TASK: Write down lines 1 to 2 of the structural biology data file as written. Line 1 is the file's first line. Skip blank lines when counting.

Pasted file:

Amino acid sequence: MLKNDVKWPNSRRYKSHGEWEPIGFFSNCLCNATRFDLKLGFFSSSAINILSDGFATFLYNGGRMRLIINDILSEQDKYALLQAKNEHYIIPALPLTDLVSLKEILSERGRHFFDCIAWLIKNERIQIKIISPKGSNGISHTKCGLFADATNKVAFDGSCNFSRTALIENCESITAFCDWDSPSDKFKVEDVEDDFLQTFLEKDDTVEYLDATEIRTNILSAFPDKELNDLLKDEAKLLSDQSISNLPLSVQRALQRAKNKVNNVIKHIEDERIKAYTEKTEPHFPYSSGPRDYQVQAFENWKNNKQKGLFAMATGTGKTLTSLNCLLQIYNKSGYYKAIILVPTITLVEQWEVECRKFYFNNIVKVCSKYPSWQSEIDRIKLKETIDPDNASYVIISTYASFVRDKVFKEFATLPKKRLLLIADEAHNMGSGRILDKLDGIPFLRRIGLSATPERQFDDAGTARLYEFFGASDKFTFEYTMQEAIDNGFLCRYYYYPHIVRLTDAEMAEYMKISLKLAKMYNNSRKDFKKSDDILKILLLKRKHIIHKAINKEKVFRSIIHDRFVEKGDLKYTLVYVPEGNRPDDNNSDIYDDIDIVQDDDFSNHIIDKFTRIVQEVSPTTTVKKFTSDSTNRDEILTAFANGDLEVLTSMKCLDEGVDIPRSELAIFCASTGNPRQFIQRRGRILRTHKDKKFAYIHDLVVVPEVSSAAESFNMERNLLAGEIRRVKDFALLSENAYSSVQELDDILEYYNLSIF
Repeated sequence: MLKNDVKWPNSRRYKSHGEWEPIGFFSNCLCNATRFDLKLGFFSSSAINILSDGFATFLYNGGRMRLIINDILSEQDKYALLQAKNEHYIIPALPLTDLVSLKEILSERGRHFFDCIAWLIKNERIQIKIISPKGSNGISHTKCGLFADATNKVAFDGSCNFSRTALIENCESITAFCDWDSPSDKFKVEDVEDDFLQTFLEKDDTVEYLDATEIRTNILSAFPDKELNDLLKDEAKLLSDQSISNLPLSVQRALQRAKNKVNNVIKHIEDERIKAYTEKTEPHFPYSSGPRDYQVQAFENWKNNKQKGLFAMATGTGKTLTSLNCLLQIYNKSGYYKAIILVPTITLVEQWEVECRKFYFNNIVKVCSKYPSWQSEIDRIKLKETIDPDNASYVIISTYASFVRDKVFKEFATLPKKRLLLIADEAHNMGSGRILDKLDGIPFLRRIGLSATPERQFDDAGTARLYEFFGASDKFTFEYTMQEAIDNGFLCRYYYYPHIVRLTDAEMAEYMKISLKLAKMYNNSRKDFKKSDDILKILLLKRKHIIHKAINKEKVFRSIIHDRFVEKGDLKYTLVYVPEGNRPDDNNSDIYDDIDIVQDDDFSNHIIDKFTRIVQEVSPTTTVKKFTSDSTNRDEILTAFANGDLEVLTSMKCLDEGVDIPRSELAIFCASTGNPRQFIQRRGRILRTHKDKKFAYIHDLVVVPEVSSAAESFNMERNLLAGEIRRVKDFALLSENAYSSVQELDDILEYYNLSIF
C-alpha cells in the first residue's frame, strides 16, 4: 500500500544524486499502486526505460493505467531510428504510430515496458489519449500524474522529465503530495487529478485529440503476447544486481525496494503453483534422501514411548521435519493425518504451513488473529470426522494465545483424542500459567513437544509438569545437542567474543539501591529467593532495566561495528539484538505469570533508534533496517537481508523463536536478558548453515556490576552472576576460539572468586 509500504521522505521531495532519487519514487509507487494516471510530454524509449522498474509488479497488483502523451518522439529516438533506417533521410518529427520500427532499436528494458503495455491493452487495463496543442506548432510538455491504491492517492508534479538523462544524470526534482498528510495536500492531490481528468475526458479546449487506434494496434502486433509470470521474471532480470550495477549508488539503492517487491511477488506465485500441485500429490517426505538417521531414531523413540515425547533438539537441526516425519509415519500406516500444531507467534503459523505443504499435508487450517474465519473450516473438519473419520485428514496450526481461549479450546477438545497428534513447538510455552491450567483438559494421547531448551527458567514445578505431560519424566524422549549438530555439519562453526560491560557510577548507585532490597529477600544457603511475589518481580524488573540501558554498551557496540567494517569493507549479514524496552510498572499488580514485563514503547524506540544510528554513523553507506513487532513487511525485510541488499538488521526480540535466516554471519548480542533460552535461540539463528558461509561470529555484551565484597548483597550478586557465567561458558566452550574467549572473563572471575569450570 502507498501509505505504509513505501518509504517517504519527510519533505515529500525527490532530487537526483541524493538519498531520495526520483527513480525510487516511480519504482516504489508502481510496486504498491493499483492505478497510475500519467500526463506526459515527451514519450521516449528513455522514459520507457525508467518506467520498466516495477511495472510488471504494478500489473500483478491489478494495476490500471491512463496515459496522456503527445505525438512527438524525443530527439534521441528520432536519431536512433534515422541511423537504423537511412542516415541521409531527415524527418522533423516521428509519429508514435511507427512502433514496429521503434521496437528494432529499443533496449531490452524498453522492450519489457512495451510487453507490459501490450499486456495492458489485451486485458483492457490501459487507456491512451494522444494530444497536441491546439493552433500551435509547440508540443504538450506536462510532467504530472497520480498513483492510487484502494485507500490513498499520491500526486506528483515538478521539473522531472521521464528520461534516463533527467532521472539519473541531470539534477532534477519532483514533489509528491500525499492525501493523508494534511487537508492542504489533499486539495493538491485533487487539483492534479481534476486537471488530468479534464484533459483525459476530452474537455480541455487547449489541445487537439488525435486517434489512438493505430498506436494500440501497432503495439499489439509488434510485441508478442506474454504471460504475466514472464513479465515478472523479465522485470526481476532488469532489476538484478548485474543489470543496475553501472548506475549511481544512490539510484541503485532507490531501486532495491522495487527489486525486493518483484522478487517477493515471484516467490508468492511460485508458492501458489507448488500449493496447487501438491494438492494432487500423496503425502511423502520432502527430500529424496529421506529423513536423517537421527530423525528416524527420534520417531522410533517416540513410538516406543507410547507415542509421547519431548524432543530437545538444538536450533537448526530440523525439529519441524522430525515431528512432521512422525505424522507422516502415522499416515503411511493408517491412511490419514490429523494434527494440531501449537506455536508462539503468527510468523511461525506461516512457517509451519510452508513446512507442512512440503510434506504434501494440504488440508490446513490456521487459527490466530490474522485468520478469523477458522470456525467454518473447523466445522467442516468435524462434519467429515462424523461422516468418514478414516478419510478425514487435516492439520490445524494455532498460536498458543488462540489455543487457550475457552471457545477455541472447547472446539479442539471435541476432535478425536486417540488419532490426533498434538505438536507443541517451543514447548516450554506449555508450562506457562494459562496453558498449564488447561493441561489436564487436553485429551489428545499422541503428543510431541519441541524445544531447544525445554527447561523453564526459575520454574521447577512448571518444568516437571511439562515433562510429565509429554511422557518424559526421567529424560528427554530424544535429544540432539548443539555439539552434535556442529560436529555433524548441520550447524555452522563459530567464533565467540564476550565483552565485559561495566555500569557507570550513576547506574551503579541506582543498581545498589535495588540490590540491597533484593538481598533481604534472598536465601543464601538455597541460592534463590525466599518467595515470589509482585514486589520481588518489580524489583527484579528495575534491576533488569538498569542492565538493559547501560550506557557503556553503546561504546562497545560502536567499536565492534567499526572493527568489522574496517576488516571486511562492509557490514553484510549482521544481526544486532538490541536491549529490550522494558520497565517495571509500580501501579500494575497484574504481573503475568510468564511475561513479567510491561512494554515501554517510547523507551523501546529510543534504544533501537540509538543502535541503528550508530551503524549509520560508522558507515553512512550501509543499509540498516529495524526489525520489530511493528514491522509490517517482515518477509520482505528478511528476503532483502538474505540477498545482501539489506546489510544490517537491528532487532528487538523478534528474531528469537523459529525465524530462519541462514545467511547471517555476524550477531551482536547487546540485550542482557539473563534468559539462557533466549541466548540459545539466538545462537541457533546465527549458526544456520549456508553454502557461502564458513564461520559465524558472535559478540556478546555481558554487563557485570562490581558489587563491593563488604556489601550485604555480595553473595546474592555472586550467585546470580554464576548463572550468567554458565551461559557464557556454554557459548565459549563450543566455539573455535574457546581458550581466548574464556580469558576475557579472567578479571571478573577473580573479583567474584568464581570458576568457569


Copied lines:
Amino acid sequence: MLKNDVKWPNSRRYKSHGEWEPIGFFSNCLCNATRFDLKLGFFSSSAINILSDGFATFLYNGGRMRLIINDILSEQDKYALLQAKNEHYIIPALPLTDLVSLKEILSERGRHFFDCIAWLIKNERIQIKIISPKGSNGISHTKCGLFADATNKVAFDGSCNFSRTALIENCESITAFCDWDSPSDKFKVEDVEDDFLQTFLEKDDTVEYLDATEIRTNILSAFPDKELNDLLKDEAKLLSDQSISNLPLSVQRALQRAKNKVNNVIKHIEDERIKAYTEKTEPHFPYSSGPRDYQVQAFENWKNNKQKGLFAMATGTGKTLTSLNCLLQIYNKSGYYKAIILVPTITLVEQWEVECRKFYFNNIVKVCSKYPSWQSEIDRIKLKETIDPDNASYVIISTYASFVRDKVFKEFATLPKKRLLLIADEAHNMGSGRILDKLDGIPFLRRIGLSATPERQFDDAGTARLYEFFGASDKFTFEYTMQEAIDNGFLCRYYYYPHIVRLTDAEMAEYMKISLKLAKMYNNSRKDFKKSDDILKILLLKRKHIIHKAINKEKVFRSIIHDRFVEKGDLKYTLVYVPEGNRPDDNNSDIYDDIDIVQDDDFSNHIIDKFTRIVQEVSPTTTVKKFTSDSTNRDEILTAFANGDLEVLTSMKCLDEGVDIPRSELAIFCASTGNPRQFIQRRGRILRTHKDKKFAYIHDLVVVPEVSSAAESFNMERNLLAGEIRRVKDFALLSENAYSSVQELDDILEYYNLSIF
Repeated sequence: MLKNDVKWPNSRRYKSHGEWEPIGFFSNCLCNATRFDLKLGFFSSSAINILSDGFATFLYNGGRMRLIINDILSEQDKYALLQAKNEHYIIPALPLTDLVSLKEILSERGRHFFDCIAWLIKNERIQIKIISPKGSNGISHTKCGLFADATNKVAFDGSCNFSRTALIENCESITAFCDWDSPSDKFKVEDVEDDFLQTFLEKDDTVEYLDATEIRTNILSAFPDKELNDLLKDEAKLLSDQSISNLPLSVQRALQRAKNKVNNVIKHIEDERIKAYTEKTEPHFPYSSGPRDYQVQAFENWKNNKQKGLFAMATGTGKTLTSLNCLLQIYNKSGYYKAIILVPTITLVEQWEVECRKFYFNNIVKVCSKYPSWQSEIDRIKLKETIDPDNASYVIISTYASFVRDKVFKEFATLPKKRLLLIADEAHNMGSGRILDKLDGIPFLRRIGLSATPERQFDDAGTARLYEFFGASDKFTFEYTMQEAIDNGFLCRYYYYPHIVRLTDAEMAEYMKISLKLAKMYNNSRKDFKKSDDILKILLLKRKHIIHKAINKEKVFRSIIHDRFVEKGDLKYTLVYVPEGNRPDDNNSDIYDDIDIVQDDDFSNHIIDKFTRIVQEVSPTTTVKKFTSDSTNRDEILTAFANGDLEVLTSMKCLDEGVDIPRSELAIFCASTGNPRQFIQRRGRILRTHKDKKFAYIHDLVVVPEVSSAAESFNMERNLLAGEIRRVKDFALLSENAYSSVQELDDILEYYNLSIF